Going from the front of the house to the back took adjusting. In the front, a series of wordplay, empathy, paired with a smile will typically defuse any confrontation. The kitchen is not like that. Unless you have a perfectly timed, “Joe Pesci” like response, forcing your chef to laugh, chances are you are going to hear some painful words. These words are sometimes followed by a display. Perhaps a loaf of bread being thrown against the wall, a timely visit to the walk-in where you hear new and original swear words, or maybe even a nice scorning in front of those servers watching on the other side of the pass. It gets real, and all for the sake of perfection.
One does not develop a sense of urgency, or a commitment to their guests, being issued a pass all the time. My mistakes are ingrained in my head forever, no doubt because I had teachers who cared enough to hurt my feelings. It is why I take pride in everything I serve a guest. Whether I’m at work, the house, or a get together, its important to me that I serve something I would serve my Chefs . That all came, from hearing some pretty awful shit.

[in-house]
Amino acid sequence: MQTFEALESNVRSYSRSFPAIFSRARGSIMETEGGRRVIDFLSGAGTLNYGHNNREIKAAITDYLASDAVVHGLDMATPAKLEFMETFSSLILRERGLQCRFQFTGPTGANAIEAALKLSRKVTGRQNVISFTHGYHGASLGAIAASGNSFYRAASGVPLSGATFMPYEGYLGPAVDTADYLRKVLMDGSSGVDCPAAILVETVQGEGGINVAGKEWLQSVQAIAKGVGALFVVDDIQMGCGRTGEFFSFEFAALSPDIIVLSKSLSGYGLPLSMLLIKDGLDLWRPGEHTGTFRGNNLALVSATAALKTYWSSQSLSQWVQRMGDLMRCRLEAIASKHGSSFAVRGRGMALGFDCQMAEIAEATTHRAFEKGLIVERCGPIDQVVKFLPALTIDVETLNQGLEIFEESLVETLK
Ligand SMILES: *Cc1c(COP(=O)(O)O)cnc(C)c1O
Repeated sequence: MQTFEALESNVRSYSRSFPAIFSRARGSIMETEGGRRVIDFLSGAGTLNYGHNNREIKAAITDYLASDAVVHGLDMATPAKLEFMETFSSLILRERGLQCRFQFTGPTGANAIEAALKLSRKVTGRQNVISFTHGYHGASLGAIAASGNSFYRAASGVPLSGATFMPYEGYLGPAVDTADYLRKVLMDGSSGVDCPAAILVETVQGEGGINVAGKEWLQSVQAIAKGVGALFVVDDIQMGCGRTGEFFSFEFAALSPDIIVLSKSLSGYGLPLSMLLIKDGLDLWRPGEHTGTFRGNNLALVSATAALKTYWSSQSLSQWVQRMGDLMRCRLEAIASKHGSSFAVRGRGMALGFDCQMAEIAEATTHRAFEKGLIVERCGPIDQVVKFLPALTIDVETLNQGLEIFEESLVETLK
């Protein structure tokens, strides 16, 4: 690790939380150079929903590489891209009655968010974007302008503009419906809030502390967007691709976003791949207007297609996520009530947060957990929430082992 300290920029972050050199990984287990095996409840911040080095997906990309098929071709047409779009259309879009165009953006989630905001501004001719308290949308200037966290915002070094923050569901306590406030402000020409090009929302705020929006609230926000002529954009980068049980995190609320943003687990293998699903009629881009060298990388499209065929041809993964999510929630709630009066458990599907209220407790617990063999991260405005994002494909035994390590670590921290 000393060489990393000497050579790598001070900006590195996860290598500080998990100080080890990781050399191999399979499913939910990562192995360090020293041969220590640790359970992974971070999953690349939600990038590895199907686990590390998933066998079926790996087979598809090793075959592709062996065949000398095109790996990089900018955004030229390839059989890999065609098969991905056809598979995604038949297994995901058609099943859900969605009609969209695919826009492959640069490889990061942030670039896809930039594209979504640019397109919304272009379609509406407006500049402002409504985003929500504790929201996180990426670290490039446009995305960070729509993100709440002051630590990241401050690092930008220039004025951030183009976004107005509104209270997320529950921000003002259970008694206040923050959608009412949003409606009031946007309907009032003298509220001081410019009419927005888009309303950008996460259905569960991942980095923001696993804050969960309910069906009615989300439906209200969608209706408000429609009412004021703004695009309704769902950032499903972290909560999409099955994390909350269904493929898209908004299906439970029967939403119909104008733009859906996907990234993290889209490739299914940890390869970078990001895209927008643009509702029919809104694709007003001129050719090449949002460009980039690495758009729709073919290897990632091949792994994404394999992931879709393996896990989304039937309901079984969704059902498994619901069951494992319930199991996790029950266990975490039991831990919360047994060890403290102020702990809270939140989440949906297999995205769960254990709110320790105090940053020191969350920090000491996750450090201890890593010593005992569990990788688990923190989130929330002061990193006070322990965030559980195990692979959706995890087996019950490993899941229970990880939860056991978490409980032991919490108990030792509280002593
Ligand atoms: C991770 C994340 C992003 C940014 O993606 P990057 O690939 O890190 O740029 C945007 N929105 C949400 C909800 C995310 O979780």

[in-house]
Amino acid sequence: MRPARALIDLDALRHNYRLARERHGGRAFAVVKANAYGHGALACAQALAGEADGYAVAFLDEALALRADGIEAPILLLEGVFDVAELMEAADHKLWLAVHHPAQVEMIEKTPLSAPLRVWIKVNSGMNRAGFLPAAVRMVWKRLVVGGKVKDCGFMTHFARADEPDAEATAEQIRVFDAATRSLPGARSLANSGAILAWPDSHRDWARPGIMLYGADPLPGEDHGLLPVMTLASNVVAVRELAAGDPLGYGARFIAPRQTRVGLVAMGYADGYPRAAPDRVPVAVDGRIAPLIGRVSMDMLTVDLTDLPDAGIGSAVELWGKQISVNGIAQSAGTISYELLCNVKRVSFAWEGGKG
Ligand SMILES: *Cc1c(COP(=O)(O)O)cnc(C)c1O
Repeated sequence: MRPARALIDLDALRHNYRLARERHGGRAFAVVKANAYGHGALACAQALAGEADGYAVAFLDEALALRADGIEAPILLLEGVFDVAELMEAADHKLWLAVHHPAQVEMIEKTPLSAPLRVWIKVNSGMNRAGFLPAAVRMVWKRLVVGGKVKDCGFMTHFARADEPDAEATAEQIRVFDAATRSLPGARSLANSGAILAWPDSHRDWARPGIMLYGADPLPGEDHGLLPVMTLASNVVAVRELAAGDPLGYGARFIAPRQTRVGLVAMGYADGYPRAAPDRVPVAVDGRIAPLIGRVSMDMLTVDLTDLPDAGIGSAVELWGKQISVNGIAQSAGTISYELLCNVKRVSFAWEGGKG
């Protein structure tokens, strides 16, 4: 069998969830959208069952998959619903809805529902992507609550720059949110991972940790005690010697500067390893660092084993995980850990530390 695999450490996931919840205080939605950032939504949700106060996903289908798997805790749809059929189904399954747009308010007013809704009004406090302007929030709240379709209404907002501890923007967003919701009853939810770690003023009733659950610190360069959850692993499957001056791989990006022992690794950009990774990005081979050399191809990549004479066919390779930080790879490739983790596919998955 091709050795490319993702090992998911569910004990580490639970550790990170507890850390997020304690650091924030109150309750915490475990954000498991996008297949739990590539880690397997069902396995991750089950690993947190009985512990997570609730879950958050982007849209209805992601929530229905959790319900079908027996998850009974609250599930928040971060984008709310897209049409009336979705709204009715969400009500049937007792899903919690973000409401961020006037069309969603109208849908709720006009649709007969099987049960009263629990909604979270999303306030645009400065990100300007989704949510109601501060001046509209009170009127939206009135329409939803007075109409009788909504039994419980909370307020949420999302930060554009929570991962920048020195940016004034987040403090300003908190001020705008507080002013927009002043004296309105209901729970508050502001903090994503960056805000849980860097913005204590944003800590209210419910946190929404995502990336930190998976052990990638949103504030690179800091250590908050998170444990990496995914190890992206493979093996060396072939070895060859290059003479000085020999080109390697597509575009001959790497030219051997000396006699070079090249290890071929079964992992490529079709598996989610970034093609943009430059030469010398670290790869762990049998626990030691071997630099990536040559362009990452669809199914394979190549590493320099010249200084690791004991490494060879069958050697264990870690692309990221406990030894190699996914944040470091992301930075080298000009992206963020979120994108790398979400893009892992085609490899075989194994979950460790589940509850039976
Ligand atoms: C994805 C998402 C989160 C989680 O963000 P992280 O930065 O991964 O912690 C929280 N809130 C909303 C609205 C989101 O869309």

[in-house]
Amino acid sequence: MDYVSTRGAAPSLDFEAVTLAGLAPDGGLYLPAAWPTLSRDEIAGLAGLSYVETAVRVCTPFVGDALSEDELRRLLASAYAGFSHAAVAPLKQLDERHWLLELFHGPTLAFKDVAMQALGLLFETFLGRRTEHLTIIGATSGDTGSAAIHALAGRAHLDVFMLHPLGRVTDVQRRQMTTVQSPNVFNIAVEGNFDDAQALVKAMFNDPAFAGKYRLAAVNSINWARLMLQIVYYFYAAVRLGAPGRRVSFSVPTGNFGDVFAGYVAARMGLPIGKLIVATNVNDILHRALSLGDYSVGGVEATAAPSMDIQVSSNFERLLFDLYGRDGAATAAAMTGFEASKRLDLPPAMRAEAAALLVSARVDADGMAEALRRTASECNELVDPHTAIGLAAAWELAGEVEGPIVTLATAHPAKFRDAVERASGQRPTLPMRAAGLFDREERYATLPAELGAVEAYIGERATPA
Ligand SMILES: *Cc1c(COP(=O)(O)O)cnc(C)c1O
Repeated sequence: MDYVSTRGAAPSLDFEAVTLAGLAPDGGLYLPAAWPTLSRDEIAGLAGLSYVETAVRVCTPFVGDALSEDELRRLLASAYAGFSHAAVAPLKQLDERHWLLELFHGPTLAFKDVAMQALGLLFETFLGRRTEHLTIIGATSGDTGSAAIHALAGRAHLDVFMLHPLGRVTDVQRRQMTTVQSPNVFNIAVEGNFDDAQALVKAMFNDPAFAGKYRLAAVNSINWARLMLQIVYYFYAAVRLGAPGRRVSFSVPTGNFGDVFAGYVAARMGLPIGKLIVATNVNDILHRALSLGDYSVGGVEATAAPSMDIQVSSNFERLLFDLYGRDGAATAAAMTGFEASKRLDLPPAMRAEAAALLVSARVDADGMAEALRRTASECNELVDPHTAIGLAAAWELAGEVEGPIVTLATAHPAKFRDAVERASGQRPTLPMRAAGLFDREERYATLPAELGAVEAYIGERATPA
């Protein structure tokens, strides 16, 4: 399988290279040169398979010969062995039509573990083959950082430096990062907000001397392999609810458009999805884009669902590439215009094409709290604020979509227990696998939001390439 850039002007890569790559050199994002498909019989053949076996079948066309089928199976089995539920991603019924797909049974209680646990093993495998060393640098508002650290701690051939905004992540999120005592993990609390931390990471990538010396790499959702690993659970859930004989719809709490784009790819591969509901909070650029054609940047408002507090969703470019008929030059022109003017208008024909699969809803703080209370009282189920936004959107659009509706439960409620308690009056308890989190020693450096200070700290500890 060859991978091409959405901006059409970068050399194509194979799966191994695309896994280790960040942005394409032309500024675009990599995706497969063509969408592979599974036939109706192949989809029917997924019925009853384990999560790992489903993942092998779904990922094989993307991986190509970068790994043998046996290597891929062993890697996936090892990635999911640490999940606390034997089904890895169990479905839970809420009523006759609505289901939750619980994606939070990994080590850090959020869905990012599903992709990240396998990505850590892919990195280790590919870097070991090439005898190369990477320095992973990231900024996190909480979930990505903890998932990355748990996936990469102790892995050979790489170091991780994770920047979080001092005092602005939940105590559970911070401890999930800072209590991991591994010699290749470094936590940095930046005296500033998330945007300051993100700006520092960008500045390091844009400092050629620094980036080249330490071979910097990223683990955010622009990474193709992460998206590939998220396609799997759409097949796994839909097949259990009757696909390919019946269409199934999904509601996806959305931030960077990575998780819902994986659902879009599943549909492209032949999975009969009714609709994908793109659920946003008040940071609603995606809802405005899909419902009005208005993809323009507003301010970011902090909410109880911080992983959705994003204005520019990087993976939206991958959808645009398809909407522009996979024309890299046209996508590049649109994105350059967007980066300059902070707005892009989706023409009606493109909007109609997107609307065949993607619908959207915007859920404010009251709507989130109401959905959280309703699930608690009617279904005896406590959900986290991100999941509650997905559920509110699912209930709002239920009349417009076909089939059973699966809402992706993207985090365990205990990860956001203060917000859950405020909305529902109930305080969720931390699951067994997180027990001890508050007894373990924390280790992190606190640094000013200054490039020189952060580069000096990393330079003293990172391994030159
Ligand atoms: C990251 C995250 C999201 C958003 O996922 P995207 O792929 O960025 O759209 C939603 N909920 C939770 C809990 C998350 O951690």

On the flip side, it’s still fun. You’re learning to cook, eating well, bringing enjoyment to people, and encountering the most bizarre case scenarios and stories you’ve ever heard. All in a relative “safe-space” from HR. For instance, the other day, Herbert was jealous that I brought Gustavo a Big Red soda. He turned, put his hand to his mouth, and in a suggestive motion, inquired if we had been having oral sex before work, to which I replied that, “he couldn’t afford it”. After a giggle, I made Herbert a flaccid rocketship ladyfinger with strawberry rhubarb and white chocolate mousse.
And no one’s feelings got hurt